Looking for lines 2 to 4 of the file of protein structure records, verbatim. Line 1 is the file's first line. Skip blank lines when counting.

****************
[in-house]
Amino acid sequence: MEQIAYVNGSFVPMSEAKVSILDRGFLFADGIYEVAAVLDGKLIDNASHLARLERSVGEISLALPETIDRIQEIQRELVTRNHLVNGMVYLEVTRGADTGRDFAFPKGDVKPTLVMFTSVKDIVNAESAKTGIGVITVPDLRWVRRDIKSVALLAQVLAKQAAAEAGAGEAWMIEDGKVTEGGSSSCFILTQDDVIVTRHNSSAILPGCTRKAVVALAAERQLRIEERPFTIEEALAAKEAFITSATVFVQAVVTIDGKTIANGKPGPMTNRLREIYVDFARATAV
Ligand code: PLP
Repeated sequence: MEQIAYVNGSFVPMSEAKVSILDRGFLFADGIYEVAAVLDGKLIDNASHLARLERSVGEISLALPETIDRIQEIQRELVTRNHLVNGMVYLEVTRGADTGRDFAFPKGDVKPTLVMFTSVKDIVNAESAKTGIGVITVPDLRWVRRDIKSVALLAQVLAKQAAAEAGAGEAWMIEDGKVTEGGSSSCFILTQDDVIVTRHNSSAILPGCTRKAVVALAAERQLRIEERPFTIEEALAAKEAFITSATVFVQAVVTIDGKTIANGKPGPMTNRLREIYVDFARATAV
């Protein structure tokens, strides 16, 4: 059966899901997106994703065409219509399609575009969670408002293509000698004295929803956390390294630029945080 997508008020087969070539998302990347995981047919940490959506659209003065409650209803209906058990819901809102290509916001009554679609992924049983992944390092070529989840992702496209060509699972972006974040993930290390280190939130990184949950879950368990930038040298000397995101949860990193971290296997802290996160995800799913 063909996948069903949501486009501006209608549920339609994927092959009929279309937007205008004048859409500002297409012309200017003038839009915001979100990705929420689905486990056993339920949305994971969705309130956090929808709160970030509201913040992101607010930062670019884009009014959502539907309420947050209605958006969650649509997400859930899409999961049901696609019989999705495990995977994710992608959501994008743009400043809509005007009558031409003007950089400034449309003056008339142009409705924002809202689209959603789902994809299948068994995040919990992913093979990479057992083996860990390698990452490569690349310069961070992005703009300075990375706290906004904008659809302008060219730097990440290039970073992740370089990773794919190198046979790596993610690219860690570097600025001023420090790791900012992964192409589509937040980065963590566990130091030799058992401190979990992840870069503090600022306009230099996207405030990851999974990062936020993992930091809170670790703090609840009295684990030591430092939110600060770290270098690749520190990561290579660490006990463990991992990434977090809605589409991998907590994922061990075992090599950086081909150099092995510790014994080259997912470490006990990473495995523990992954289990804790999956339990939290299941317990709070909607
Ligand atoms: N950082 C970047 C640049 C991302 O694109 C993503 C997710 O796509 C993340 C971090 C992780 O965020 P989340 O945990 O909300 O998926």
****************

Amino acid sequence: MEQIAYVNGSFVPMSEAKVSILDRGFLFADGIYEVAAVLDGKLIDNASHLARLERSVGEISLALPETIDRIQEIQRELVTRNHLVNGMVYLEVTRGADTGRDFAFPKGDVKPTLVMFTSVKDIVNAESAKTGIGVITVPDLRWVRRDIKSVALLAQVLAKQAAAEAGAGEAWMIEDGKVTEGGSSSCFILTQDDVIVTRHNSSAILPGCTRKAVVALAAERQLRIEERPFTIEEALAAKEAFITSATVFVQAVVTIDGKTIANGKPGPMTNRLREIYVDFARATAV
Ligand code: PLP
Repeated sequence: MEQIAYVNGSFVPMSEAKVSILDRGFLFADGIYEVAAVLDGKLIDNASHLARLERSVGEISLALPETIDRIQEIQRELVTRNHLVNGMVYLEVTRGADTGRDFAFPKGDVKPTLVMFTSVKDIVNAESAKTGIGVITVPDLRWVRRDIKSVALLAQVLAKQAAAEAGAGEAWMIEDGKVTEGGSSSCFILTQDDVIVTRHNSSAILPGCTRKAVVALAAERQLRIEERPFTIEEALAAKEAFITSATVFVQAVVTIDGKTIANGKPGPMTNRLREIYVDFARATAV